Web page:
While the above might represent an occidental background, let us turn the observatory towards Asia: China, on the other hand, revealed plans to meet up to 50% of their energy requirements via renewable energies in their 13th Energy Technology Innovation Five-Year Plan, by 2030. The country is also leading the world in wind energy, showing 197 GW of total facilities installed along the country, compared to the US, with around 89 GW, according to the World Wide Wind Energy Association. Regarding their energetic potential as a country, using this type of technology, it's been said that either their land and ocean are very well suited for wind generators: estimations point that about 2 380 GW could be harvested by 2050. Overall this could show that China is now a leading world example for other nations seeking to develop their energetic industry.



Meanwhile India, a country known for its refusal to change completely towards renewable energies, and which favours coal fueled electricity, has seen a small interest in wind energy. The country has actually shown to be capable of reaching 4th place in the World Wind Association report for 2018, on Overall Wind Capacity installed but it seems to be facing financial difficulties supporting projects, as recent auctions met only 2 bids in auctions. Despite expectations, pollution on the major Indian cities continue, and by the time this post was written, it seems improbable that India will set a wind based energetic strategy without challenge, favouring instead coal, as well as solar panel installations.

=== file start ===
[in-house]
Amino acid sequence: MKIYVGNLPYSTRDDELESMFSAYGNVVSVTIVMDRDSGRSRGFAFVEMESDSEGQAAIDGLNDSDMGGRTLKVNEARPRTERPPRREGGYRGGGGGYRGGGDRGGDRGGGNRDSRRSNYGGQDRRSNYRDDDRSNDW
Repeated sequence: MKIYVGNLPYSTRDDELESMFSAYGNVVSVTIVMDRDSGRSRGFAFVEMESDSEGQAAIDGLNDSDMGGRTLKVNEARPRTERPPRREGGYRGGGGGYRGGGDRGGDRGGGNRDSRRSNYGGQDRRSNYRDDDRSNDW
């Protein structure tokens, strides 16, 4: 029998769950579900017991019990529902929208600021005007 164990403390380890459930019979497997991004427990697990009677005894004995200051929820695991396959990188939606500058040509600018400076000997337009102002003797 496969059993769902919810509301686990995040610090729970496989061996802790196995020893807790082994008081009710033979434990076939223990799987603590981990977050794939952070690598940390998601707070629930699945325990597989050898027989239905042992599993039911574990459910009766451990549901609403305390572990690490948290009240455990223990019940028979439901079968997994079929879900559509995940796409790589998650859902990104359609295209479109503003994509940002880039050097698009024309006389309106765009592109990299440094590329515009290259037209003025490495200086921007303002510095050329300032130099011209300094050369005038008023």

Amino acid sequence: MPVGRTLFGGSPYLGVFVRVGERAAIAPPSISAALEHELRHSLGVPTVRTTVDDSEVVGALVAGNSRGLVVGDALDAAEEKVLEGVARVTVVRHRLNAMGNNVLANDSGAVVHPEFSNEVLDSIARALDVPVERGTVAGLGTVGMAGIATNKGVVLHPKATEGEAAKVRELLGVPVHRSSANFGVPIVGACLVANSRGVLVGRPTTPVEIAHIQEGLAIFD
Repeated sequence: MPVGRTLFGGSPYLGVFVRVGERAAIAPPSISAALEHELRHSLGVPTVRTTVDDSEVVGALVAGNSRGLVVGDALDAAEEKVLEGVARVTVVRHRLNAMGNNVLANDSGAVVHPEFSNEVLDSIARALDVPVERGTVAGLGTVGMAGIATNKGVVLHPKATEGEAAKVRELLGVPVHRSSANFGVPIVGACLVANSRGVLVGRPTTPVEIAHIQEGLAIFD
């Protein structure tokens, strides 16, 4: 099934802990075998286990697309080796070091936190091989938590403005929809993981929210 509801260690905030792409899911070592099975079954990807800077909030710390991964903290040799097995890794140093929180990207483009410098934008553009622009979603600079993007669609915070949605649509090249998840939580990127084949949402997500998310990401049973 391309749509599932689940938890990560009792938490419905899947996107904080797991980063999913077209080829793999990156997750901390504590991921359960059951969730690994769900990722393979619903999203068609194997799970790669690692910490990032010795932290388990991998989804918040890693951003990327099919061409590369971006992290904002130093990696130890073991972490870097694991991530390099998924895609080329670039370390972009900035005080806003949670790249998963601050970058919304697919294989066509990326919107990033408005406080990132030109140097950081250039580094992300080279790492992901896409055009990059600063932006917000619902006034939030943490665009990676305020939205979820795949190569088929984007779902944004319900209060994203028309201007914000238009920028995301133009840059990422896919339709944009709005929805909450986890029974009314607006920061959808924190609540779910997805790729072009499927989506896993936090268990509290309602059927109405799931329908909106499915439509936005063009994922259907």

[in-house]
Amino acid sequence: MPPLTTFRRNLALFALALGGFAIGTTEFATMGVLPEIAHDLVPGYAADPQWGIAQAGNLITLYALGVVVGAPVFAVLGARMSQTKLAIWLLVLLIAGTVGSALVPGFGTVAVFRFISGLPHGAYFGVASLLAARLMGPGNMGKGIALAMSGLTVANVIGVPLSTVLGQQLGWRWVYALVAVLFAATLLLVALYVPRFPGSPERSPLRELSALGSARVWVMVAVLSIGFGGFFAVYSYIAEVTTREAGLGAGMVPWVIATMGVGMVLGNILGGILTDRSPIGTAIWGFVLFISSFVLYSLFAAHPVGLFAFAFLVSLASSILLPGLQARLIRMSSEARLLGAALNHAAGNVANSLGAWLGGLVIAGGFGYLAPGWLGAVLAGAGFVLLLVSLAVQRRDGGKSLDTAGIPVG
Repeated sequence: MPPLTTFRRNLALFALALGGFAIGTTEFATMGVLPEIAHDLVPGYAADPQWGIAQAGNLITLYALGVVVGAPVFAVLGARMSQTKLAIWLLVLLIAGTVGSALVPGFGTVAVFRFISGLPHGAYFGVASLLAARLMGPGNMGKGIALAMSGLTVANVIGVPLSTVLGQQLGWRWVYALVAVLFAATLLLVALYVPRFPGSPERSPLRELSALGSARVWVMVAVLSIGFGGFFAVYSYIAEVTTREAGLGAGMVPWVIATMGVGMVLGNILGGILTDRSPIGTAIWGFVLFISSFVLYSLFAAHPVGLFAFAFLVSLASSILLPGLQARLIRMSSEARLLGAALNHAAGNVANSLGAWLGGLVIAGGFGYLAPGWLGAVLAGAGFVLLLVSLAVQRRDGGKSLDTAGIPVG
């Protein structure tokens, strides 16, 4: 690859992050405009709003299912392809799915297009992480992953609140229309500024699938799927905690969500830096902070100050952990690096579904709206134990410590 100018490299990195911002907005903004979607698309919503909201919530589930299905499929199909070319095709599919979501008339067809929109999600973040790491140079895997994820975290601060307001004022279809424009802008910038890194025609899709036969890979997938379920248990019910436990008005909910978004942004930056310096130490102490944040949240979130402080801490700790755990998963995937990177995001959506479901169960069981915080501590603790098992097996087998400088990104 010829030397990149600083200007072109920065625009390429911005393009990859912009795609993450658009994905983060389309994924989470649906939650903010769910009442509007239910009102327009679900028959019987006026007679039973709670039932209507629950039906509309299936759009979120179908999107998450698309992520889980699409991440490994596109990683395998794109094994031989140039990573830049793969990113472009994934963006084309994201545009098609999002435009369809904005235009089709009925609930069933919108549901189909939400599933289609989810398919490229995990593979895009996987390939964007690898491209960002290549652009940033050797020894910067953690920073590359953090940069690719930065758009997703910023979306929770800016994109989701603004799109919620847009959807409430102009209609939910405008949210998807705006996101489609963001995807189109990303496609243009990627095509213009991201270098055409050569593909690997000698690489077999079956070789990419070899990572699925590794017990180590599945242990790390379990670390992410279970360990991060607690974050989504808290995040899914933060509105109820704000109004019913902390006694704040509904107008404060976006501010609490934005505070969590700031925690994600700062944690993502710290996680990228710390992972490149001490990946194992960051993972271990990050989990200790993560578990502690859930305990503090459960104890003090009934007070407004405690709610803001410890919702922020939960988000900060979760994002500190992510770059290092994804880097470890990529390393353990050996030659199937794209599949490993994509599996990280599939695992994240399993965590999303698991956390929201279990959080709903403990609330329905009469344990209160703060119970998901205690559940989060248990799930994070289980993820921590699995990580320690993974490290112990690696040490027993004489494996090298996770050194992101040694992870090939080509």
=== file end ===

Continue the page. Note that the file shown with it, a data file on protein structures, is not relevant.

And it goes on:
Overall, a bright panorama for the more industrialized countries is settled: levelized prices for wind turbines have been lowered during the last few years, yet it still seems difficult to replicate in less advantaged countries, such as those criticized sometimes for letting their development be based on fossil fuels, despite some of their efforts. Nevertheless, China, has risen as the leader in renewable wind energy worldwide, even when its industry shows technical differences compared to, for example, that of the US. While this is a better prospect than ten years ago, countries will need to accelerate the pace to mitigate climate crisis, but the fact is that an oriented business vision prevails. As youth, we face apparent challenges, would it be possible to find multilateral supportive and fair dynamics between 'techno-privileged' and less technologically advantaged countries?